I come to the garden alone
While the dew is still on the roses
– From In The Garden, by C. Austin Miles
I go to the redwoods for solace. To reflect. To find peace. At dawn and at dusk I have found few people out amongst the trees. At those times people are usually nestled in their homes, cozy under blankets, or preparing a meal in the cool shadow of the sun either rising or falling behind the coastal ridge. The trees form a protective cocoon all their own. It is as if they hold time still. Their canopies rise high above all else, save for the mountains on either side. This is a valley of trees, a prehistoric respite. One fallen trunk shows by its rings it was born in this valley before the Magna Carta was signed nearly eight hundred years ago. This community of trees has been here for thousands of human years, some elders among them still standing. Today, they are alive as I am.
I am a native northern Californian. My mother was a preacher’s daughter from a family that came west from Erie, Pennsylvania in the 1800s to save souls. In northern California, where the Coastal Redwoods survive, hoards of men flooded the area from 1849 onward seeking riches. The Gold Rush set the tone of the place: hungry. The men were not only hungry for wealth but for relief from hard labor and hard living. The Old West tails of miners “a whorin’ and a drinkin’” were told in my mother’s family as our raison d’être: to save Christian souls. On my father’s side, I descended from French trappers. They came to California at the prospect of independence and a better, more abundant life. California was and is a cornucopia of living things. Fast-forward to today and much of its exploitable glory is managed by the people who have come to its golden shores. I am one of them; I am a farmer. I earn my living by working the soil through a kind of organic farming called Biodynamism. It honors the life of the plants and soil, and respects the earth. Beyond that, it recognizes the place of the earth within its celestial sphere. Awareness of planets and stars and earth’s place in the universe plays a part in how crops are grown.
Doing Authentic Movement among the trees did not come to me as an idea. I didn’t say to myself, “I’ve got an great idea! Authentic Movement with redwoods.” It evolved from my time spent in the redwood forest. I usually come alone. Sometimes in the evenings, people are still partying here among the trees. They are playing the radio. They are cleaning up their cookout while thin wisps of grey smoke curl off their grill. The adults are sometimes drunk. The kids yell to one another, take the young stalks of trees and bend them into a ride. They climb onto and jump off the fallen trunks. Yet the commotion is overcome by the stature and volume of trees. The sharp voices dissipate into muffled echoes until swallowed by the mountains. I wonder if there is a threshold. How many trees per humans until the sound is no longer quelled?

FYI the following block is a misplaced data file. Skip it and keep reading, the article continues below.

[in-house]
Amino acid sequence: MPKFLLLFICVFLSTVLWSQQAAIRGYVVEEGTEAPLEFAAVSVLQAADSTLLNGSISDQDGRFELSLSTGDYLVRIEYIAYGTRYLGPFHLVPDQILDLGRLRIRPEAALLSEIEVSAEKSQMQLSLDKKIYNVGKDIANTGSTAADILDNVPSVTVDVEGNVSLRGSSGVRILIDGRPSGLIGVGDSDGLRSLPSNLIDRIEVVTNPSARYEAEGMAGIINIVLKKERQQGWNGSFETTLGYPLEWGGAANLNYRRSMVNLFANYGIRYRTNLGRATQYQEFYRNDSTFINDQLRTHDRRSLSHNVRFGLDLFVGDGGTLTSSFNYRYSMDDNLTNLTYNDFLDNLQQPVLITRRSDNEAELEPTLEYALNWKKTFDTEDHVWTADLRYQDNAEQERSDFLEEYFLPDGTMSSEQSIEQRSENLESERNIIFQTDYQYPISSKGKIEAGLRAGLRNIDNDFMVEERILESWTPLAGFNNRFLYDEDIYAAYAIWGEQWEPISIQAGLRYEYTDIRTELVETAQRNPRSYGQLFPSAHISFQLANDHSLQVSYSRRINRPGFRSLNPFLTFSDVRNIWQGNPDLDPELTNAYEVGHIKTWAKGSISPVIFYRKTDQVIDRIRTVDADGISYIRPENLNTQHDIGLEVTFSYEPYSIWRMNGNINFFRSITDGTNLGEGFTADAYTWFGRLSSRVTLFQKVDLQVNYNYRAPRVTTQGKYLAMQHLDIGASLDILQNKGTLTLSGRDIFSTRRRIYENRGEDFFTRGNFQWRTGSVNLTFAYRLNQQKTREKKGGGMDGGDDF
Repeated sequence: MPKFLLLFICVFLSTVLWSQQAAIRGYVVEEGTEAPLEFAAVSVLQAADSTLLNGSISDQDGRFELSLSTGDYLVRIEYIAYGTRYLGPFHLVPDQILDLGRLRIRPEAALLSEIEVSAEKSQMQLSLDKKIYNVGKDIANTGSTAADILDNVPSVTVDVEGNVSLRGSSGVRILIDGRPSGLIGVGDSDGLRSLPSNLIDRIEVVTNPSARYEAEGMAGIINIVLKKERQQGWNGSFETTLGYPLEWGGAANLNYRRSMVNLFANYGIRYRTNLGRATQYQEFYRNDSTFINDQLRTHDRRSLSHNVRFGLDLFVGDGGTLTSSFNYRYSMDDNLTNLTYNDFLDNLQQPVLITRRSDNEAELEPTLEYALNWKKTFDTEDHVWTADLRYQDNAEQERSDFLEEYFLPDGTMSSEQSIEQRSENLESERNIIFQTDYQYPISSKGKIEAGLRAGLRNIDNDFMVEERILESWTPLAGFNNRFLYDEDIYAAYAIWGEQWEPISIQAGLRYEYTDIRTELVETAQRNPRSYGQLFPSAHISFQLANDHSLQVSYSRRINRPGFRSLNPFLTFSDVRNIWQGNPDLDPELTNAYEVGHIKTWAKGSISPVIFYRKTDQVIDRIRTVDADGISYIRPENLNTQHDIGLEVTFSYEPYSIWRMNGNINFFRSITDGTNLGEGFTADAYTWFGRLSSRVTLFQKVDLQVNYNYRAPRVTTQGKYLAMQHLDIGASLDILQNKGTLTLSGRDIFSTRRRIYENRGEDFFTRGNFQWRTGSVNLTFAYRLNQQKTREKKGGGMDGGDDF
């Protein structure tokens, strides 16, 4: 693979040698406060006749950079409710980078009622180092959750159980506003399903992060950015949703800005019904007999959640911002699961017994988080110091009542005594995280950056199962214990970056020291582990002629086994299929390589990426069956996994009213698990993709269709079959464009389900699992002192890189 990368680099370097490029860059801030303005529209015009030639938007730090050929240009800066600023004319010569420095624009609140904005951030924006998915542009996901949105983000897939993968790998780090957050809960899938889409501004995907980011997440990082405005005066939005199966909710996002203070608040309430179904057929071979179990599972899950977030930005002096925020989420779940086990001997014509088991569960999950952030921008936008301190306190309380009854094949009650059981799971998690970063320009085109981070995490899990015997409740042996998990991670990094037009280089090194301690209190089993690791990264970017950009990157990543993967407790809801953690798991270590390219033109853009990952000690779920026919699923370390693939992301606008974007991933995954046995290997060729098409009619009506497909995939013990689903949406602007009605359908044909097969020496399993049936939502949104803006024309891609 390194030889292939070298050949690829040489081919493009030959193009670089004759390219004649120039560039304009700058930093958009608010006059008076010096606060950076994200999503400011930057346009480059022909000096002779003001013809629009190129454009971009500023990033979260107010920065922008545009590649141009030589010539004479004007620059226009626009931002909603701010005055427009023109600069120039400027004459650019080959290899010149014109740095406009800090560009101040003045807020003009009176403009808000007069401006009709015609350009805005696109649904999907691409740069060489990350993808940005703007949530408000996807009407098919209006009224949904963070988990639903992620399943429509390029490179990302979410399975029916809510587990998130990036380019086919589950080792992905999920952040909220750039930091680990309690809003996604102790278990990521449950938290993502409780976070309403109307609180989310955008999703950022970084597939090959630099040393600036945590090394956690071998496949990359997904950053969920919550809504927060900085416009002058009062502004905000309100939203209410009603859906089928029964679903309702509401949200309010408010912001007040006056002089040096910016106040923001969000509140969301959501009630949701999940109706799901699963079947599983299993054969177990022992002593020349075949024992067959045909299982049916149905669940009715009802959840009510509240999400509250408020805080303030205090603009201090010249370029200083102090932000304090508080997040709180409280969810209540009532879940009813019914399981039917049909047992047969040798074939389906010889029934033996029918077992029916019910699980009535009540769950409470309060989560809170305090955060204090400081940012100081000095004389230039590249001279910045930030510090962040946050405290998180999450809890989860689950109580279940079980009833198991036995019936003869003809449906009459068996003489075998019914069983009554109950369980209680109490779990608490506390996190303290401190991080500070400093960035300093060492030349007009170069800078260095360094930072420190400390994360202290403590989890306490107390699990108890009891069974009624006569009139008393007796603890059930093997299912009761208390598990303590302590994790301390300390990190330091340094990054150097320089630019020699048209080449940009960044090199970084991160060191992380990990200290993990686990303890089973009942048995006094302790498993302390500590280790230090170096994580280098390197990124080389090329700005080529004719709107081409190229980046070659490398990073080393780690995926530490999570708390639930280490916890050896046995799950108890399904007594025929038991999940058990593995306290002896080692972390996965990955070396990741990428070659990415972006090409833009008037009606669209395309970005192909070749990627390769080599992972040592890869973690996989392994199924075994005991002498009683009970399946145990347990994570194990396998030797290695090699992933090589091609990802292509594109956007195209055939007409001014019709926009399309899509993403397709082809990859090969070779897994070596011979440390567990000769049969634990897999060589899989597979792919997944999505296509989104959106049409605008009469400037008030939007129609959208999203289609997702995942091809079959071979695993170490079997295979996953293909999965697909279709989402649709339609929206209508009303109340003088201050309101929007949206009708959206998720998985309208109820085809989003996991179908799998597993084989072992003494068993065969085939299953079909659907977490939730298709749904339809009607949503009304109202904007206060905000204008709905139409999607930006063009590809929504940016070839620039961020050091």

The first time I moved with the trees, I had walked for a long time. I sat down to rest, and then lay back with my hands under my head. As I looked up, I noticed I’d chosen to rest within a circular canopy of trees. Rays of sunlight passed between them, but little made its way to the forest floor. I couldn’t shake the feeling they knew I was there. I felt like a cradled baby, with loved ones looking down at me in my infantile “human” state.
I closed my eyes to rest. I want you to know, I rarely rest with eyes closed alone in the forest. But I felt held. That is when I began to move. I had a sense of great longing that my movement matched. I longed for connection. Of course, I thought, “Me, the great organic farmer. I save the earth. I’m a walking ad for sustainability. I’m in contact with nature.” But my body showed me otherwise. The movements arose from my heart. My chest yearned upward. I wanted to be one of them, a member of this ancient lodge of living beings. I wanted them to know I was one of the good humans. I wanted to share my arms and legs and voice with them, so they could protect themselves. And in exchange, I wanted access to the feeling of peace and vitality they engender by their mere existence. Then my chest rested back onto the cool earth. I felt their extensive root system beneath me.